The Humane Society of the Pikes Peak Region cares for creatures big and small 

Bless the beasts

Cooper is a happy little guy. The white toy poodle is about 6 years old and, in mid-November, looks festive in a red-and-green sweater. The best part: His eyes shine brightly and his stubby tail waves madly when he spots his favorite humans.

It was a vastly different story just eight days before. When kids found the stray wandering in a creekbed near Highway 85/87, his infected eyes were clogged with pus, his coat was matted, and he was severely malnourished. Fortunately, he ended up at the Humane Society of the Pikes Peak Region.

After a lot of TLC from the staff, he was ready to be adopted just 12 days later.

"The level of care that we provide here is just really amazing," says Julie Crosby, veterinary services manager. "The people that work here are so invested in this on a daily basis. I think that shows, and the animals can feel it."

Cooper's miraculous makeover is just one of the many that happen with the help of donors.

In its fourth year in the Give! campaign, the 64-year-old organization is focusing on raising funds to ensure every animal under its roof receives whatever it needs to be adoptable. For instance, $25 pays for vaccinations for a litter of puppies or kittens; $100 pays for a catheter, intravenous fluids and pain medications for an injured animal; $1,000 pays for two emergency surgeries.

"There are times when an animal may come in and not be spayed and neutered, so obviously we try to have everybody go out sterilized," says president and CEO Jan McHugh-Smith, who came on board in April 2010. "The animals get vaccinated the moment they walk in the door."

To the (fire) rescue

McHugh-Smith succeeded Dr. Wes Metzler, who led the nonprofit for almost 20 years and, in 2000, oversaw its move into a new 44,000-square-foot building off South Eighth Street. But the tidal wave of animals in need just keeps rising — the Humane Society served more than 25,000 last year, including 449 pets sheltered during the Waldo Canyon Fire.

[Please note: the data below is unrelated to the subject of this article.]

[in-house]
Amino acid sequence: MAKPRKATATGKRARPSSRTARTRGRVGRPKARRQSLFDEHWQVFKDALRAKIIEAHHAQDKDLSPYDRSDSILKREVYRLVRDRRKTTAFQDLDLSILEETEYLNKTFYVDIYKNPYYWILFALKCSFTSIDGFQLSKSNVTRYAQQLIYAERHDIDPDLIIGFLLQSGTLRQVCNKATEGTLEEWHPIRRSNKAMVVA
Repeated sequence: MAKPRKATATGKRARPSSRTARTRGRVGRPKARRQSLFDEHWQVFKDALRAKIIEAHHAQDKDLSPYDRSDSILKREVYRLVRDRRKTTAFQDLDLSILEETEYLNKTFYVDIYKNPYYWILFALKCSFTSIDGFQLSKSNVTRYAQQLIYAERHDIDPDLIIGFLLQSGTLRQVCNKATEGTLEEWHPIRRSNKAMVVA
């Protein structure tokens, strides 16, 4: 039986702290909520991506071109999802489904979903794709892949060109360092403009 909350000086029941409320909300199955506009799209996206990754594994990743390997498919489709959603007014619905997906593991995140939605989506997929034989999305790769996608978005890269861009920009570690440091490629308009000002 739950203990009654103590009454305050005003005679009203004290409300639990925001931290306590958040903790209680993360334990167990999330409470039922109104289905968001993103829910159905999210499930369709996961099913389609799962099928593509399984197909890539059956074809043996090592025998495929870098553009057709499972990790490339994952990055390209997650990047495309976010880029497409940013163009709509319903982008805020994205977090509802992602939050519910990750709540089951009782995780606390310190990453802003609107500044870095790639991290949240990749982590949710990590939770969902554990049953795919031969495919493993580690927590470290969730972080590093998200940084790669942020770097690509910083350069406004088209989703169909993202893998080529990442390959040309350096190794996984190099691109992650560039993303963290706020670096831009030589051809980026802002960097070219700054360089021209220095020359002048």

Of course, that effort turned out to be a rehearsal for the next disaster.

Just one day before the Black Forest Fire started, HSPPR signed a Community Animal Response Team agreement with the city and county to provide volunteers to help animals during emergencies. So when the fire raged through mid-June, the shelter fielded 2,221 calls for help and rescued 672 animals from the evacuation zone; volunteers put in 3,300 hours, while staff logged 2,175 hours.

In total, McHugh-Smith says, "We took in 1,200 animals from the Black Forest Fire. The majority of those were livestock, including llamas, alpacas, goats, pigs and 500 chickens, along with a lot of dogs and cats and guinea pigs."

During the fire, HSPPR ran shelters at the main location, for pets; the El Paso County Fairgrounds, for livestock; Norris-Penrose Events Center, for horses and other large animals; and Palmer Ridge High School, for displaced families with pets in collaboration with the Red Cross.

But even in more ordinary times, HSPPR maintains "campuses" in Pueblo, Castle Rock and Centennial. The total staff of 149 includes full-time veterinarians and officers pursuing cruelty investigations.

The staff also focuses on sterilizing animals, many through the Snipster mobile clinic; some donations subsidize sterilizations if owners can't afford them. They run a trap-neuter-release program to reduce feral cat populations, and another effort that helps seniors adopt companion animals.

"Our long-term business is to raise the level of care for animals in our community," McHugh-Smith says.

Volunteering vanguard

The HSPPR is not funded by the national Humane Society, making volunteers especially crucial to its success. An army of around 1,300 volunteers worked 78,000 hours in 2012, equivalent to 36.5 full-timers.

Some dog lovers regularly walk furry friends in the shelter's dog park, or take them out for a day of hiking. Other volunteers also temporarily house animals who aren't quite ready for adoption. Foster care coordinator Andie Armbrust coordinates more than 100 foster homes and recently had more than 40 puppies in foster care, a higher than usual number.

Volunteers also help with the Feline-ality program, devised by an ASPCA veterinarian to improve cat-adoption rates. Staff and volunteers observe cats and assign them to categories that include "private investigators" for the shyer cats, "leader of the band" for the outgoing ones, and "personal assistant" for in-betweens.

McHugh-Smith is a big fan of the categorizing system, since "a lot of adopters come in with a preconceived notion of what they're looking for. Maybe not even consciously, but it's in there."

In late November, HSPPR also had turtles, rabbits, mice and chickens available for adoption. Which might pique your interest ... unless you just can't stop thinking about Cooper. Well, on Nov. 25, he joined his new family. But rest assured, there are plenty more animals waiting to fit into your heart and home.



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